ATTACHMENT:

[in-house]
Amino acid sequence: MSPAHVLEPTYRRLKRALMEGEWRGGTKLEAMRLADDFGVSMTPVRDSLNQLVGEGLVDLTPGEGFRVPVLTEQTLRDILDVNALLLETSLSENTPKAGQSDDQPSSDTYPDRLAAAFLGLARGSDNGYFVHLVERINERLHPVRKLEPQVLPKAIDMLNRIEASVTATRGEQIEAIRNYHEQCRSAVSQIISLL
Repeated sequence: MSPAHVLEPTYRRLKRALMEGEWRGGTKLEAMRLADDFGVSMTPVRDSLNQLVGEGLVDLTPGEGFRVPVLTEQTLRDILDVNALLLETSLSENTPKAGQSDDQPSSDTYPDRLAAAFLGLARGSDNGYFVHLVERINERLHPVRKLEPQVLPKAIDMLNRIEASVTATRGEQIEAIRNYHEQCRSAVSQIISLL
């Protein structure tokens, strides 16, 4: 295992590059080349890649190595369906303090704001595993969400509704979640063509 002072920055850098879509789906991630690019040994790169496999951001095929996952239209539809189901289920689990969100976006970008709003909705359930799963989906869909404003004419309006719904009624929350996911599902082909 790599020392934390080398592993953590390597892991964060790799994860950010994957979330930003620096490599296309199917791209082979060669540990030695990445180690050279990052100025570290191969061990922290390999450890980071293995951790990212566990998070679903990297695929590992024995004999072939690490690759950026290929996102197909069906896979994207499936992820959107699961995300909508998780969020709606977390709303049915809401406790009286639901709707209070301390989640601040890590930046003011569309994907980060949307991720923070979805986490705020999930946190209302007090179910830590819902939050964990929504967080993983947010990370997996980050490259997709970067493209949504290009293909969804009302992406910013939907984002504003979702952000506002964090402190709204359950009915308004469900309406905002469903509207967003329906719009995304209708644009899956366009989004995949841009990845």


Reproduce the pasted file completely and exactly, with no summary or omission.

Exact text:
[in-house]
Amino acid sequence: MSPAHVLEPTYRRLKRALMEGEWRGGTKLEAMRLADDFGVSMTPVRDSLNQLVGEGLVDLTPGEGFRVPVLTEQTLRDILDVNALLLETSLSENTPKAGQSDDQPSSDTYPDRLAAAFLGLARGSDNGYFVHLVERINERLHPVRKLEPQVLPKAIDMLNRIEASVTATRGEQIEAIRNYHEQCRSAVSQIISLL
Repeated sequence: MSPAHVLEPTYRRLKRALMEGEWRGGTKLEAMRLADDFGVSMTPVRDSLNQLVGEGLVDLTPGEGFRVPVLTEQTLRDILDVNALLLETSLSENTPKAGQSDDQPSSDTYPDRLAAAFLGLARGSDNGYFVHLVERINERLHPVRKLEPQVLPKAIDMLNRIEASVTATRGEQIEAIRNYHEQCRSAVSQIISLL
């Protein structure tokens, strides 16, 4: 295992590059080349890649190595369906303090704001595993969400509704979640063509 002072920055850098879509789906991630690019040994790169496999951001095929996952239209539809189901289920689990969100976006970008709003909705359930799963989906869909404003004419309006719904009624929350996911599902082909 790599020392934390080398592993953590390597892991964060790799994860950010994957979330930003620096490599296309199917791209082979060669540990030695990445180690050279990052100025570290191969061990922290390999450890980071293995951790990212566990998070679903990297695929590992024995004999072939690490690759950026290929996102197909069906896979994207499936992820959107699961995300909508998780969020709606977390709303049915809401406790009286639901709707209070301390989640601040890590930046003011569309994907980060949307991720923070979805986490705020999930946190209302007090179910830590819902939050964990929504967080993983947010990370997996980050490259997709970067493209949504290009293909969804009302992406910013939907984002504003979702952000506002964090402190709204359950009915308004469900309406905002469903509207967003329906719009995304209708644009899956366009989004995949841009990845």